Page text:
Un Très Bon Tour

Yes, today was indeed a very good ride. Très bon! The wind was still blowing, but not as hard as usual, so it was more of an annoyance than the real opponent that it has been. It was a chilly day and the wind was quite cold, so it was a “5 layer ride” for me (two thermals, a cycling vest and two jackets) and a “four layer ride” for Steve. We left Capendu and headed to the canal to ride towards today’s pit-stop in Carcassonne. It was just lovely along the river, the path was perfect, the canal meandered around corners, with trees and fields either side, I kept taking deep breaths just to breathe in the smell of the trees and the countryside. It was delightful. The only other thing that would have made the picture complete was if Ratty or Mole had appeared along the bank, because the scene reminded me so much of Wind in the Willows.

Looking for Ratty and Mole!
Looking for Ratty and Mole!

We passed walkers, runners and cyclists and waved to the people on the passing boats and exchanged “Bonjours” with all. We saw another canal bridge, the second one we’ve seen and it is pretty cool to see a bridge with water running over the top of it. We stopped for elevenses beside a lock, sat on a small wooden jetty, had a snack and watched the lock open and a boat motor through.

Testing out a spot for elevenses


The lock beginning to open to let a boat through
The lock preparing to let a boat through

As we continued on and approached the outskirts of Carcassonne, we came across another confusing sign. This was right on the bike path and had those circles and pictures, but this time it had crosses through them. No cars, no motorbikes and what looked like no bicycles. “What!” exclaimed Steve in frustration and bewilderment. I mean, the sign was on the bike path, how could it be saying no bikes. We stared at it for a while, then we stared at it a little closer. When we looked at the picture that appeared to be a bicycle, we couldn’t see any pedals on the picture. Hmmmm, the brain went into overdrive, the visual literacy skills kicked in and we decided it must mean a motorised scooter, not a bicycle. At least that was what we were going to say to any official looking person who may have stopped us, because we rode past that confusing little sign and continued along the obviously meant for bicycles, canal path. We’re sure that’s what the picture meant, scooters or some such thing because the picture definitely didn’t have pedals. Anyway, no one stopped us or shouted anything to us or gave us dirty looks, so I reckon we were right. Nevertheless, we have had a right ol’ time of it trying to read signs. You’d think reading pictures would be easy, but nooooo! Well, at least not easy for these two foreign tourists who obviously need to go back to Kindergarten for a crash course in picture reading!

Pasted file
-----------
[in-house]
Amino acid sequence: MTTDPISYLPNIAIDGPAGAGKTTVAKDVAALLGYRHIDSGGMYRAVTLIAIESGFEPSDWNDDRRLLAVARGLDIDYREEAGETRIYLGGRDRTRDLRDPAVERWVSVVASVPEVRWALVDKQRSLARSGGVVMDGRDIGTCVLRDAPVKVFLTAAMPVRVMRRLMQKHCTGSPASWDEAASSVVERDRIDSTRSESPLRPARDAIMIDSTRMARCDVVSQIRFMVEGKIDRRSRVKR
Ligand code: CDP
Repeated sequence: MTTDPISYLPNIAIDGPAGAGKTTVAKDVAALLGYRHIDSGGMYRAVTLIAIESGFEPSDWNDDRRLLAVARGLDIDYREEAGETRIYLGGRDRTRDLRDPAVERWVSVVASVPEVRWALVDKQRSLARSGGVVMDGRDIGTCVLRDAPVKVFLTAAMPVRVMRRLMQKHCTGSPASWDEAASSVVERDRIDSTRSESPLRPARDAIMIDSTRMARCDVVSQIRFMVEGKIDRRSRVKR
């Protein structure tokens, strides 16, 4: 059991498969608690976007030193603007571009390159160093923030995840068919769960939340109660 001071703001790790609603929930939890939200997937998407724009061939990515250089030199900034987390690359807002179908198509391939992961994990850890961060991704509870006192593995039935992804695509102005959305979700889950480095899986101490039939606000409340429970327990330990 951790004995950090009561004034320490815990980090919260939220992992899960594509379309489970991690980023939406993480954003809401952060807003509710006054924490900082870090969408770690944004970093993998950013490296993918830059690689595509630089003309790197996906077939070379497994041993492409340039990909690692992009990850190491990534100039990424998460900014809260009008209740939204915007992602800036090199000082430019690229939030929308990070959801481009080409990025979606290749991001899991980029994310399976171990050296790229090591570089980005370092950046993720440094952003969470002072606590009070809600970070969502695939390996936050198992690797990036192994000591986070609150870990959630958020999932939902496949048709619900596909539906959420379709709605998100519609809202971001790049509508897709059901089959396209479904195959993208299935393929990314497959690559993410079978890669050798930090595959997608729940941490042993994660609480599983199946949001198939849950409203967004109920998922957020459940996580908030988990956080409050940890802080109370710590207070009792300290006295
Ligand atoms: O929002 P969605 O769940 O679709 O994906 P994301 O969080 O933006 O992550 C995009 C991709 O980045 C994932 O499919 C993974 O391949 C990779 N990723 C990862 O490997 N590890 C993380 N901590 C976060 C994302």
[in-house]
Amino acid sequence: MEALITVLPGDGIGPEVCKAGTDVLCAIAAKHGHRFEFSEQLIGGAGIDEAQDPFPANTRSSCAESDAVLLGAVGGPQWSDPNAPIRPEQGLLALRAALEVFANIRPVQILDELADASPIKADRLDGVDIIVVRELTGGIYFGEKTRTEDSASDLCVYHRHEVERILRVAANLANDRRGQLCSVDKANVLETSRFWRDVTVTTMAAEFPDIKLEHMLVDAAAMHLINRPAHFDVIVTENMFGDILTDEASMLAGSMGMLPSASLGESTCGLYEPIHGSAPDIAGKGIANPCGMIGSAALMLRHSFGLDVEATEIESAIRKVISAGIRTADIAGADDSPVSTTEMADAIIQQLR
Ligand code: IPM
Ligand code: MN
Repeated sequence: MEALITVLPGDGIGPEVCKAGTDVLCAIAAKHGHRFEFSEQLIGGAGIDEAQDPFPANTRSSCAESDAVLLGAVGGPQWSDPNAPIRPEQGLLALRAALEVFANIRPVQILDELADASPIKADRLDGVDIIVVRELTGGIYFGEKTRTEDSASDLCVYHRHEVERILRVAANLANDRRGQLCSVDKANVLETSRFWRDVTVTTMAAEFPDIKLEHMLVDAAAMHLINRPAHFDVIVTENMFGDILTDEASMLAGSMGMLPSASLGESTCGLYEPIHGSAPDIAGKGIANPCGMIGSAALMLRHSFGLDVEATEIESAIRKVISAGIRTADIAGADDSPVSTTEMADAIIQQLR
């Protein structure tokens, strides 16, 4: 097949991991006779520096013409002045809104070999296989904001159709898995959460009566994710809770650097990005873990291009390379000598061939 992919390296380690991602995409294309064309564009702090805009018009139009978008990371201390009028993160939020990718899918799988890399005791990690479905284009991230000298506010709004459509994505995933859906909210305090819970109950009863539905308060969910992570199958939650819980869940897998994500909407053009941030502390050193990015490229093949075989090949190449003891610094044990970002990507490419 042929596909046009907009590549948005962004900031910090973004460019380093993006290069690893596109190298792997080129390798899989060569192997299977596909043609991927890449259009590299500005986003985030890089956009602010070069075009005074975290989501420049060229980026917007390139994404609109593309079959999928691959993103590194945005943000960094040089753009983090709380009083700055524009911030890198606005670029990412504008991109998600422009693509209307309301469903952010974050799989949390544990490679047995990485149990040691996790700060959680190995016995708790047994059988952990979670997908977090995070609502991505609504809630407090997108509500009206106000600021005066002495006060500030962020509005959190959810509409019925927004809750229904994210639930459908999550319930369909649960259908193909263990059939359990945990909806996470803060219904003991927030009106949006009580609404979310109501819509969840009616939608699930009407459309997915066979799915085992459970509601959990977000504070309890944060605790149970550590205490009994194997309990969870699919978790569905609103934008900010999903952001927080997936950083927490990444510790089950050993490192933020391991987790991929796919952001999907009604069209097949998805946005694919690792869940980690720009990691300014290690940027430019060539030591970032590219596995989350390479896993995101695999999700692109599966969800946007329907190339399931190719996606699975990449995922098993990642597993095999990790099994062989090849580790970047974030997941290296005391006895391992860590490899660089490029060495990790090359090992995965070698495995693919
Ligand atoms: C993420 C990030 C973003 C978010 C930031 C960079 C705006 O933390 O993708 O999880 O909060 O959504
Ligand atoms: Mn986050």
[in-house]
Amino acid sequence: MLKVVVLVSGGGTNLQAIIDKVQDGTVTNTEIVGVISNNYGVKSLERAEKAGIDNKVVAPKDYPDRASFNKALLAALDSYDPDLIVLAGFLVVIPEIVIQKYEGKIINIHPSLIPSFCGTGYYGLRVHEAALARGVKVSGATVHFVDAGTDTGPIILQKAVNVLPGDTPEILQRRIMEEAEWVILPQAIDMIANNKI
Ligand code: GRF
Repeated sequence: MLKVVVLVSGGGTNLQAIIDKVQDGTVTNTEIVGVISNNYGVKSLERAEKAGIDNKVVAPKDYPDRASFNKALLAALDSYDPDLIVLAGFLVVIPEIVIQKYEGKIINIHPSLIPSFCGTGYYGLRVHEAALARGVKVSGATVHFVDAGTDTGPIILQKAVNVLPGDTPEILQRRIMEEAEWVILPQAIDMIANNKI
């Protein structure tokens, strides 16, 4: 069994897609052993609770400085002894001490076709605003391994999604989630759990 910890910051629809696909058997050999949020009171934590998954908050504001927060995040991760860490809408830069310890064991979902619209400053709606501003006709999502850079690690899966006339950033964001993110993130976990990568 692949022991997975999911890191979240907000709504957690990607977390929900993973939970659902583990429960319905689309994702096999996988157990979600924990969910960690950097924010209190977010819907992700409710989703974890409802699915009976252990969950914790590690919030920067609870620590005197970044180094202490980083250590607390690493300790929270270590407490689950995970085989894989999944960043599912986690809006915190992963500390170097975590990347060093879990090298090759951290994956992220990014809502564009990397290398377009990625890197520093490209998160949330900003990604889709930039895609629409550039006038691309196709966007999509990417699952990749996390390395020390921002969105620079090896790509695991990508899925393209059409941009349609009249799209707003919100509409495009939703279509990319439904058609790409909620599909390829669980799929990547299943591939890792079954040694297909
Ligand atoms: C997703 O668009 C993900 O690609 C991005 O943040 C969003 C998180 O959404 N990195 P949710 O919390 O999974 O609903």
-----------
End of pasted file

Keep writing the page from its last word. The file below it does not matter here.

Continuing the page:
We rode into the city of Carcassonne and the bike path went straight up to a pedestrian crossing, so we waited to cross the busy road and continue on to our cheap and cheerful hotel. We waited…and waited…waited…waited…the traffic zipped past in both directions…still waiting…traffic still zipping past in front of us…waiting…not a single car stopped! Not one! We took note – cars do not stop at pedestrian crossings! Those black and white lines on the road may as well be paisley swirls because they mean not a thing, so we will remember that from here on and never assume that an approaching car will slow down, let alone stop, because they just don’t! Mind you, we were the only ones at the pedestrian crossing, so maybe it was just the sight of us, in our fashionable layers of cycling chic, that caused the drivers to create a rapidly moving and continuous barrier to our entry into the city. Maybe the motorists took one look at us in our socks and sandals and instantly thought, “Très désagréable! Our beautiful city does not want riff-raff such as this! Begone! We are repulsed by such crimes against fashion and all things civilised! We shall not permit entry to such offensive tragic travellers!” So then, like one intelligent organism, the traffic acted as one and created a zipping, zooming barricade, preventing us crossing into the city. Maybe that was the problem? Anyway, the traffic eventually backed up and we nipped across, dodging bumpers and just like that, we had penetrated the defenses and were in!